• Eliminate potential risks
  • Replace failed controller or component within a controller, such as NIC, HBA, and failed storage components such as cables, drives, I/O modules
  • Reduce administrative overhead

Accomplishing Maintenance Tasks

Much stored data will outlive the storage system it's stored on. Over time the software will need to be updated, and the hardware will need to be replaced or repaired.

Software and Firmware Update

Nondisruptive upgrade (NDU) includes the upgrade of both storage system software and storage system firmware. NDU is a comprehensive solution for upgrading:

  • Operating system software (Data ONTAP)
  • Operating system firmware (BIOS)
  • Shelf firmware
  • Disk firmware
  • Alternate Control Path (ACP) firmware

These tasks are all accomplished in such a way that I/O interruptions are brief. Applications continue to operate without the need for user notification or complicated downtime scheduling. Storage takeover and giveback (using ARL under the covers) together with LIF migrate allow you to perform maintenance operations on one controller in an HA pair at a time, without interrupting data services. You can use the Upgrade Advisor tool (requires access to the NetApp Support site) in My AutoSupport™ to help you plan nondisruptive upgrades. The tool generates a complete list of the steps required to accomplish an upgrade of your entire cluster.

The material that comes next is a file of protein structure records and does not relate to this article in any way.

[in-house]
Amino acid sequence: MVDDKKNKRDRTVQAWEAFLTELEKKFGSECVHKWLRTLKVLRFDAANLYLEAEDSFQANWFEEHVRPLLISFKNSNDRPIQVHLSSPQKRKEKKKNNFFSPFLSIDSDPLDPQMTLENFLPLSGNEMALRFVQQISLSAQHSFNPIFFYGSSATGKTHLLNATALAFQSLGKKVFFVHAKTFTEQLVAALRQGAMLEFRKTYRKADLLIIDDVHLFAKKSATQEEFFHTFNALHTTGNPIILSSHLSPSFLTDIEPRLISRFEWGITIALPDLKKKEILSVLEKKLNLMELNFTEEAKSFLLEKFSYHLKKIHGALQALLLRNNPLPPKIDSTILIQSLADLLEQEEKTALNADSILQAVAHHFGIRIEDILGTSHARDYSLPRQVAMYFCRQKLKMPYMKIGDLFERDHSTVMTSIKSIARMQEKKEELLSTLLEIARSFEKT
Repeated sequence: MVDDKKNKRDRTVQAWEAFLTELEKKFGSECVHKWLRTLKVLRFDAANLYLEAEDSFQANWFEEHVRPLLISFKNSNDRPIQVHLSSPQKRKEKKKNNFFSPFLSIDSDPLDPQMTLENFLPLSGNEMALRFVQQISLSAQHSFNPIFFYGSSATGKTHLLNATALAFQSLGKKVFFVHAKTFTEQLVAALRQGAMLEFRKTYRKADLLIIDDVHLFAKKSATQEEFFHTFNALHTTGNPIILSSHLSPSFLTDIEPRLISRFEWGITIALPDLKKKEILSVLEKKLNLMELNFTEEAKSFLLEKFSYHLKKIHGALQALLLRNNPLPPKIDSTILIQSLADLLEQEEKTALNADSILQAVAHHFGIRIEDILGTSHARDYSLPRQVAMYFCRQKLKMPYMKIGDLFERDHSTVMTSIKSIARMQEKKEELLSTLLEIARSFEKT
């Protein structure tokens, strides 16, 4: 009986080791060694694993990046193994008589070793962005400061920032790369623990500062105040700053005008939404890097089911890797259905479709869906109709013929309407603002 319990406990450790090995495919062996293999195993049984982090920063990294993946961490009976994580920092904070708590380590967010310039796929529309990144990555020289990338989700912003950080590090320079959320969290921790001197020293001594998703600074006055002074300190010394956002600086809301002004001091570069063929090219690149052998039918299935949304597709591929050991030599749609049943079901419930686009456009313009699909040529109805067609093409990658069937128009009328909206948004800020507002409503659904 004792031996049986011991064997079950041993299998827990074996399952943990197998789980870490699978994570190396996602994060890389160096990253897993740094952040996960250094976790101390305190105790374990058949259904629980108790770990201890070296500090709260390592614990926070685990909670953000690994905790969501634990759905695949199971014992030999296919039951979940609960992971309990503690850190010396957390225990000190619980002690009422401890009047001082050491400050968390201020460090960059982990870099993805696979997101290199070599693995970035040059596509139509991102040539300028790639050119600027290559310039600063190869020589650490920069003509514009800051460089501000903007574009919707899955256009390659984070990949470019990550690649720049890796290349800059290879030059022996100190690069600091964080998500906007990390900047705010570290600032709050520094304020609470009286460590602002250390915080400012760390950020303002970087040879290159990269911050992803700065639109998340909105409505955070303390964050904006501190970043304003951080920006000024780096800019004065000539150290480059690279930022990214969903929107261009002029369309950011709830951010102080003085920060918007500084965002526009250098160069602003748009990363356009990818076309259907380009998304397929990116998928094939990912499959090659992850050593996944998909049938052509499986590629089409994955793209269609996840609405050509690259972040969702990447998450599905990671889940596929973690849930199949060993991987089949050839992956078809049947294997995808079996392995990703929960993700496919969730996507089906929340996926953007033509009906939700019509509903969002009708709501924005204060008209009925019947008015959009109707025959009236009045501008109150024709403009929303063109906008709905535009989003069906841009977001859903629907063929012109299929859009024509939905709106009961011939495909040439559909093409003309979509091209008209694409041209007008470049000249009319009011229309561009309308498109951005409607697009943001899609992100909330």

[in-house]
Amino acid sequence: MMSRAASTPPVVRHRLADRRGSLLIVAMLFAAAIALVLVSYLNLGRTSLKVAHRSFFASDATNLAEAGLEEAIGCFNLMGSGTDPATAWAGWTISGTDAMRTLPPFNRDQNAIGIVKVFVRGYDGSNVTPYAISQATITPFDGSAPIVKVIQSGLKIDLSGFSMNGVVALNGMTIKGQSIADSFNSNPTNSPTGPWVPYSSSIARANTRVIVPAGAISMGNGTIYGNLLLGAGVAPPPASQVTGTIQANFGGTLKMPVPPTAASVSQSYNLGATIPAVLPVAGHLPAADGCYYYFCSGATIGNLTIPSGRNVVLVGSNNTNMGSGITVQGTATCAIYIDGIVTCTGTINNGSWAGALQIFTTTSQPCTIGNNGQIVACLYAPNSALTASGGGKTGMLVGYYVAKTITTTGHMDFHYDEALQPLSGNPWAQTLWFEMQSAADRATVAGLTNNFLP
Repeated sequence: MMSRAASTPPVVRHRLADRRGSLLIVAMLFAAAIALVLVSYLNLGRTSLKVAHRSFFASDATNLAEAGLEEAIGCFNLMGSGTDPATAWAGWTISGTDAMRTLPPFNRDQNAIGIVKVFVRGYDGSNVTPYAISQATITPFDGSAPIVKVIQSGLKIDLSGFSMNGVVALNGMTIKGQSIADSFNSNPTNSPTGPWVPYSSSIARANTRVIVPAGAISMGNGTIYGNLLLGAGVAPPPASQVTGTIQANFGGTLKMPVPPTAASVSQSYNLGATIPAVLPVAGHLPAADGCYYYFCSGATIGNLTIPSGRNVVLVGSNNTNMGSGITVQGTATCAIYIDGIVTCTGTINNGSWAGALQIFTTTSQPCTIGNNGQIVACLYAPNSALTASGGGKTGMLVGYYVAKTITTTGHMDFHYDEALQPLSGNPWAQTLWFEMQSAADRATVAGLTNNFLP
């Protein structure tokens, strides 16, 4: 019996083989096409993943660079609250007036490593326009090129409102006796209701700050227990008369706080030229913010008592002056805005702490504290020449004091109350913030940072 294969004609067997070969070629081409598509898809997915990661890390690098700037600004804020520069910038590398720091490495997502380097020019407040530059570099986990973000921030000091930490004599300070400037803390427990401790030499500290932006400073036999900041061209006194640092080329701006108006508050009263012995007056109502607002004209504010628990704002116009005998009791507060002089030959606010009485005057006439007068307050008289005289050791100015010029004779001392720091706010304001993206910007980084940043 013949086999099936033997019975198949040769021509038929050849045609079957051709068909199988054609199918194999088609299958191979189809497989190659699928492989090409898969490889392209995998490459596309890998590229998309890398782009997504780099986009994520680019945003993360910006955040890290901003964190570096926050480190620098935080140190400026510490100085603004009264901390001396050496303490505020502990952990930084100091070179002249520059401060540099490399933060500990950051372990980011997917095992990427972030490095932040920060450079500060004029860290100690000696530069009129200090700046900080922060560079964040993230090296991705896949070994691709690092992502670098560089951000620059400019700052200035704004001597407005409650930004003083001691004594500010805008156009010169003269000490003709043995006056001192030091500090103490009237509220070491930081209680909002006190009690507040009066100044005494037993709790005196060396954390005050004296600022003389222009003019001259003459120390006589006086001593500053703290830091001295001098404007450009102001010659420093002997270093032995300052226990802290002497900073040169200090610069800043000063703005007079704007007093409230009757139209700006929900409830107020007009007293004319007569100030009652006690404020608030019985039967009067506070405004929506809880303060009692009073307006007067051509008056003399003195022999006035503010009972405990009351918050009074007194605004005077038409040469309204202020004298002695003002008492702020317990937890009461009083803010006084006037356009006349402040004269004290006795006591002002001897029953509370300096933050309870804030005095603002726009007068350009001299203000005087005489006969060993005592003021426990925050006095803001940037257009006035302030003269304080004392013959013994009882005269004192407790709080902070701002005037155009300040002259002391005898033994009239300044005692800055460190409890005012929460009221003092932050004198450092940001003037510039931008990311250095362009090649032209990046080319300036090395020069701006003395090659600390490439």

Prior to clustered Data ONTAP 8.2, upgrades to the operating system had to be performed using the "rolling upgrade" process, which upgraded one HA pair at a time. In larger clusters, this was a time-consuming process. Starting with clustered Data ONTAP 8.2, you also have the option of performing a batch upgrade on clusters with 8 or more nodes. This speeds up the time needed to accomplish an upgrade for large clusters. Batch upgrade allows you to perform upgrade operations on several nodes in parallel, reducing the total time needed to upgrade the entire cluster. A cluster is allowed to run two different versions of clustered Data ONTAP while an upgrade is in progress, but the best practice is to keep the time during which a cluster runs in mixed mode as short as possible. Batch upgrade facilitates that.